GATOR BOWL NOTEBOOK: Wolverines respect Bulldog offense

By Brad Locke/NEMS Daily Journal

JACKSONVILLE, Fla. – Michigan knows exactly what to expect from Mississippi State’s offense. The question is whether the Wolverines can stop it.
In Saturday’s Gator Bowl, the No. 21-ranked Bulldogs (8-4) will likely stick with what’s worked so well this season: running the ball early and often. State averages 215.8 rushing yards per game, and 67.9 percent of its plays have been runs.
The Wolverines (7-5) have digested enough film to where they feel sure of what to expect, and what they expect is a big challenge.
“Third down you can’t really pin your ears back and rush the passer, because you know that they have a real dynamic running game,” defensive end Ryan Van Bergen said. “They can run the ball on third-and-6, and they think they can pick it up.”
The Bulldogs have shown that different players can hurt defenses, and you can bet everyone will get a shot against the nation’s 94th-ranked run defense (187.7 yards per game).
Tailbacks Vick Ballard (892 yards, 16 touchdowns) and LaDarius Perkins (526, three TDs) have softened the loss of Anthony Dixon, the school’s all-time leading rusher.
“They’re some of the top backs in the nations from what I’ve seen,” defensive tackle Greg Banks said. “They’re big-play backs, they have speed, they have vision, they have patience as well.”
Then, of course, there is junior quarterback Chris Relf, whose 683 yards rushing is second on the team. The 6-foot-4, 240-pounder carried 31 times against Arkansas, so MSU coach Dan Mullen isn’t afraid to batter defenses with him.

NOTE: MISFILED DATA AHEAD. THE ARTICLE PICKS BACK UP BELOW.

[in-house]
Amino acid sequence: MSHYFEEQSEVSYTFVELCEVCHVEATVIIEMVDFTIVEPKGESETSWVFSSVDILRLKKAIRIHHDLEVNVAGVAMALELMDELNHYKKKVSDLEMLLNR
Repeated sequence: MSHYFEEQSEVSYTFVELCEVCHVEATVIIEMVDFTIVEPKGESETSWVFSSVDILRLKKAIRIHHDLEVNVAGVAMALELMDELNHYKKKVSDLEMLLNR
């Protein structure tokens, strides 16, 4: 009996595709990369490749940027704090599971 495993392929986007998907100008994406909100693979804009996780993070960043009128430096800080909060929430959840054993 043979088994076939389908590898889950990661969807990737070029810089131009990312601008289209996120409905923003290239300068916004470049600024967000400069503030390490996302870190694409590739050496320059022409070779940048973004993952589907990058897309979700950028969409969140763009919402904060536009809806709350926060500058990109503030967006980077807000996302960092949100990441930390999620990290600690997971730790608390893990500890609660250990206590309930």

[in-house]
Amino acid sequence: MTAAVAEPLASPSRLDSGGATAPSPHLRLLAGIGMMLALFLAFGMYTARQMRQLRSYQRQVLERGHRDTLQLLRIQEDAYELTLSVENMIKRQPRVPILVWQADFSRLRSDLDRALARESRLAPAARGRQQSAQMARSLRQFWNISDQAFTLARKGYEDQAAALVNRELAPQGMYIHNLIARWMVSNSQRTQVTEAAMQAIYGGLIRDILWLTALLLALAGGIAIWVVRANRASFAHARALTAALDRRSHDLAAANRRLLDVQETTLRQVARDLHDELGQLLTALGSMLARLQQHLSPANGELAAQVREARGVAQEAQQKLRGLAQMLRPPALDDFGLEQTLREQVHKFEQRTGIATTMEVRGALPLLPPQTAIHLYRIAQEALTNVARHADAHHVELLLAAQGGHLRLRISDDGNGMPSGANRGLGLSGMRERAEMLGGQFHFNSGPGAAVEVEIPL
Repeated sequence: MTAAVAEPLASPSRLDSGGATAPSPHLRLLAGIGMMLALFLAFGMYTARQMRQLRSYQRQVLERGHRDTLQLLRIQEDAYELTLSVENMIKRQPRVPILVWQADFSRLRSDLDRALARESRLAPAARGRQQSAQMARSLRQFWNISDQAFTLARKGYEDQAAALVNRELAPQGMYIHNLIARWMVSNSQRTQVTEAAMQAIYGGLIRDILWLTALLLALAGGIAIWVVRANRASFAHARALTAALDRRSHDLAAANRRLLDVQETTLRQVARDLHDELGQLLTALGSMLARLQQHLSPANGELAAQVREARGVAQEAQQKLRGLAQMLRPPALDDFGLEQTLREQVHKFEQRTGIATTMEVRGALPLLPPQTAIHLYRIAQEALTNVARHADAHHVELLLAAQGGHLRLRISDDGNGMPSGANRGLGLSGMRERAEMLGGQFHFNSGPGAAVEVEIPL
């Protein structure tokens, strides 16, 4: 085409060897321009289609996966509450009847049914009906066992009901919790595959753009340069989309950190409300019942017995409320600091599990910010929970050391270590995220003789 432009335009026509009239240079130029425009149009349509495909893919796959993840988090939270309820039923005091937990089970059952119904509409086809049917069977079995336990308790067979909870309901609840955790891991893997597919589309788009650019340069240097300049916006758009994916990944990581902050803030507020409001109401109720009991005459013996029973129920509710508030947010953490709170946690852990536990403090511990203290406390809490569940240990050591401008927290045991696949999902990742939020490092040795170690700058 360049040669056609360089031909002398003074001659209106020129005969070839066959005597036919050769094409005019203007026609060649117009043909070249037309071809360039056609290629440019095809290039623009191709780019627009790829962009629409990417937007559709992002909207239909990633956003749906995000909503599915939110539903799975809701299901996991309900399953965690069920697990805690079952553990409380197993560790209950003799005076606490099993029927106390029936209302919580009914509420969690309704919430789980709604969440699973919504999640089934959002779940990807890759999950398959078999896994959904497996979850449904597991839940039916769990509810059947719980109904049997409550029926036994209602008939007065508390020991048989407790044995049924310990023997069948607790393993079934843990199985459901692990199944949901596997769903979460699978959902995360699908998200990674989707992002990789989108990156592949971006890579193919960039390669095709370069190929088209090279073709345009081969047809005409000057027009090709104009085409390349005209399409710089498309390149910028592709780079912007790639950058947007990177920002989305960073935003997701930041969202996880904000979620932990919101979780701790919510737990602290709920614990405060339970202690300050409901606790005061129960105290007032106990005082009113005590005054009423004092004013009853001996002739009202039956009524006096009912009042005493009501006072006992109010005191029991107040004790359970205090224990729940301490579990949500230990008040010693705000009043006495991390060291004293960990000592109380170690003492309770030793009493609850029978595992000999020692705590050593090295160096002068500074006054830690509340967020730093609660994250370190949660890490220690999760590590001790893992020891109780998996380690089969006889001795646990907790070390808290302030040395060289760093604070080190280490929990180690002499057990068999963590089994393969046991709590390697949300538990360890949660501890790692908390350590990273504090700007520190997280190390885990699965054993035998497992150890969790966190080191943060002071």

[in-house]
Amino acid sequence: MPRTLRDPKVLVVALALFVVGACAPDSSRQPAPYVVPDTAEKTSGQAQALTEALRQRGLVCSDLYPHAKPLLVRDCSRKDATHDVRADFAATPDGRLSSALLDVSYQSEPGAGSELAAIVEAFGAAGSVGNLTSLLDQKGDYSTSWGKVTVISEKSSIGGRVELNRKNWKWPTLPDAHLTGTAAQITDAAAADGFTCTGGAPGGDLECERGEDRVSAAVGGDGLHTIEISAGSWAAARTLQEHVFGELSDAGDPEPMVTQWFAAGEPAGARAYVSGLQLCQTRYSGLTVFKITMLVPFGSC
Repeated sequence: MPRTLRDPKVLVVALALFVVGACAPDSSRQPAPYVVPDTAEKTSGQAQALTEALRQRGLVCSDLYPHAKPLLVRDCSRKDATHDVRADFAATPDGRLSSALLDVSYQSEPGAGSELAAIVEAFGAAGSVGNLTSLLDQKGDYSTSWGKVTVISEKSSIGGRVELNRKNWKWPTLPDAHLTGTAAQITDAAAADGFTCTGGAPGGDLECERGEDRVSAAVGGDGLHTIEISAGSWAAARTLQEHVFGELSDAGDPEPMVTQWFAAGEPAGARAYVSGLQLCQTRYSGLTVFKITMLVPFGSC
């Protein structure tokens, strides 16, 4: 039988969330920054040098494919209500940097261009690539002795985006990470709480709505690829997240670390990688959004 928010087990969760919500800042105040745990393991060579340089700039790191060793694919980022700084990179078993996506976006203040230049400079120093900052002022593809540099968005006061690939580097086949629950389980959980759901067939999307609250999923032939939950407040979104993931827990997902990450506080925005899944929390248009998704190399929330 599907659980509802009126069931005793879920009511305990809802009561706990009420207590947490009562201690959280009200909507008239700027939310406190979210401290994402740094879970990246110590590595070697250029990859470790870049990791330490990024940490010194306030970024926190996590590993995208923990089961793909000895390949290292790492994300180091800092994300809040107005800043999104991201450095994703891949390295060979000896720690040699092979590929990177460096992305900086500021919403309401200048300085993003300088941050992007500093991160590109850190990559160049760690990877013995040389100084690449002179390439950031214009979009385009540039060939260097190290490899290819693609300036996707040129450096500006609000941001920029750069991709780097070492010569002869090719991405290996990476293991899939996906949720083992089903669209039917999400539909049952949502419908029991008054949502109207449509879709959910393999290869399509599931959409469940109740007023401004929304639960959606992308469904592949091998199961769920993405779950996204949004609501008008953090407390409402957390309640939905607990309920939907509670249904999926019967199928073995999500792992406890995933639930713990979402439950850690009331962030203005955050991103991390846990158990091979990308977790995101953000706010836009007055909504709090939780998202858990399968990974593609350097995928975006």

“Our key for this game is to make him go outside, make him go the long way,” linebacker Kenny Demens said.
More than scheming, Michigan’s ability to stop MSU’s run game will depend on the progress it’s made. A young unit – three starters are freshmen, three are sophomores – has struggled mightily most of this season.
Players say they see progress, though, and bowl practices have gone well.
“Mistakes are obviously what kill a defense, kill a team,” Van Bergen said, “so if we can make the least mistakes come Saturday, I think we win the game.”

Bumphis getting healthy
- Wide receiver Chad Bumphis is finally out of a sling.
The sophomore receiver from Tupelo said that Wednesday was his first day without it. He suffered a broken collarbone when making a diving catch against Ole Miss on Nov. 27.
Bumphis has been ruled out for the bowl game, but he’s feeling good.
“It doesn’t bother me at all. I’m in no pain,” Bumphis said. “I’ll be back pretty soon, hopefully.”

Quiet New Year’s
- It might be New Year’s Eve, but the Bulldogs are going to keep it low key.
That’s because it’s also Gator Bowl Eve, and coach Dan Mullen isn’t going to let any distractions creep in.
“I’ll do bed check at 9:30,” Mullen said with a smile.
The Bulldogs’ curfew has been tightened up as the week has gone on, and they’re staying at the TPC Sawgrass Marriott, which is located several miles out of town.
If practice is any indication, the players appear to have their minds strictly on the game.
“It’s a Thursday practice, they got into the Thursday routine,” Mullen said. “Getting in that game mindset, we haven’t played for so long, you have to follow that sense of urgency.”

Contact Brad Locke at 678-1571 or brad.locke@djournal.com.